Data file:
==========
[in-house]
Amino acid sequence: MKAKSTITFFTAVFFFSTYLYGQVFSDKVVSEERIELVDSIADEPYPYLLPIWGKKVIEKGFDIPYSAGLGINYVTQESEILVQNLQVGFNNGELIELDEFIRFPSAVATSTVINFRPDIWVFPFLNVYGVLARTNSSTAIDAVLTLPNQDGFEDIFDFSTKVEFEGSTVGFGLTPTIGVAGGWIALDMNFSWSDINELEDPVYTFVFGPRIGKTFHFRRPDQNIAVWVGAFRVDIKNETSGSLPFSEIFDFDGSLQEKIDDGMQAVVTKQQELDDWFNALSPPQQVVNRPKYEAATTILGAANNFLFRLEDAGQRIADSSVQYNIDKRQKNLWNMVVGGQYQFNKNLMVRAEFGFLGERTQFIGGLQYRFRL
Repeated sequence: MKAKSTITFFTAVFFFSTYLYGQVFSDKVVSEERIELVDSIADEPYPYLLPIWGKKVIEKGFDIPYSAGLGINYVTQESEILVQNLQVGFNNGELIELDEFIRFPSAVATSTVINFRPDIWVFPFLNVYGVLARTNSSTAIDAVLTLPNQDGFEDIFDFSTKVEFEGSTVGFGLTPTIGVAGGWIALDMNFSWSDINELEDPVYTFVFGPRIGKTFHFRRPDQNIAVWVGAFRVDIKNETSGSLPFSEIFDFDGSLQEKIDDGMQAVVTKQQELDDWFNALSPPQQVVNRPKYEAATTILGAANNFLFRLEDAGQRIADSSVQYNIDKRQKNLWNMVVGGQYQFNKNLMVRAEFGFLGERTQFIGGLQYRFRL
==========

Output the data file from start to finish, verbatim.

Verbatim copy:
[in-house]
Amino acid sequence: MKAKSTITFFTAVFFFSTYLYGQVFSDKVVSEERIELVDSIADEPYPYLLPIWGKKVIEKGFDIPYSAGLGINYVTQESEILVQNLQVGFNNGELIELDEFIRFPSAVATSTVINFRPDIWVFPFLNVYGVLARTNSSTAIDAVLTLPNQDGFEDIFDFSTKVEFEGSTVGFGLTPTIGVAGGWIALDMNFSWSDINELEDPVYTFVFGPRIGKTFHFRRPDQNIAVWVGAFRVDIKNETSGSLPFSEIFDFDGSLQEKIDDGMQAVVTKQQELDDWFNALSPPQQVVNRPKYEAATTILGAANNFLFRLEDAGQRIADSSVQYNIDKRQKNLWNMVVGGQYQFNKNLMVRAEFGFLGERTQFIGGLQYRFRL
Repeated sequence: MKAKSTITFFTAVFFFSTYLYGQVFSDKVVSEERIELVDSIADEPYPYLLPIWGKKVIEKGFDIPYSAGLGINYVTQESEILVQNLQVGFNNGELIELDEFIRFPSAVATSTVINFRPDIWVFPFLNVYGVLARTNSSTAIDAVLTLPNQDGFEDIFDFSTKVEFEGSTVGFGLTPTIGVAGGWIALDMNFSWSDINELEDPVYTFVFGPRIGKTFHFRRPDQNIAVWVGAFRVDIKNETSGSLPFSEIFDFDGSLQEKIDDGMQAVVTKQQELDDWFNALSPPQQVVNRPKYEAATTILGAANNFLFRLEDAGQRIADSSVQYNIDKRQKNLWNMVVGGQYQFNKNLMVRAEFGFLGERTQFIGGLQYRFRL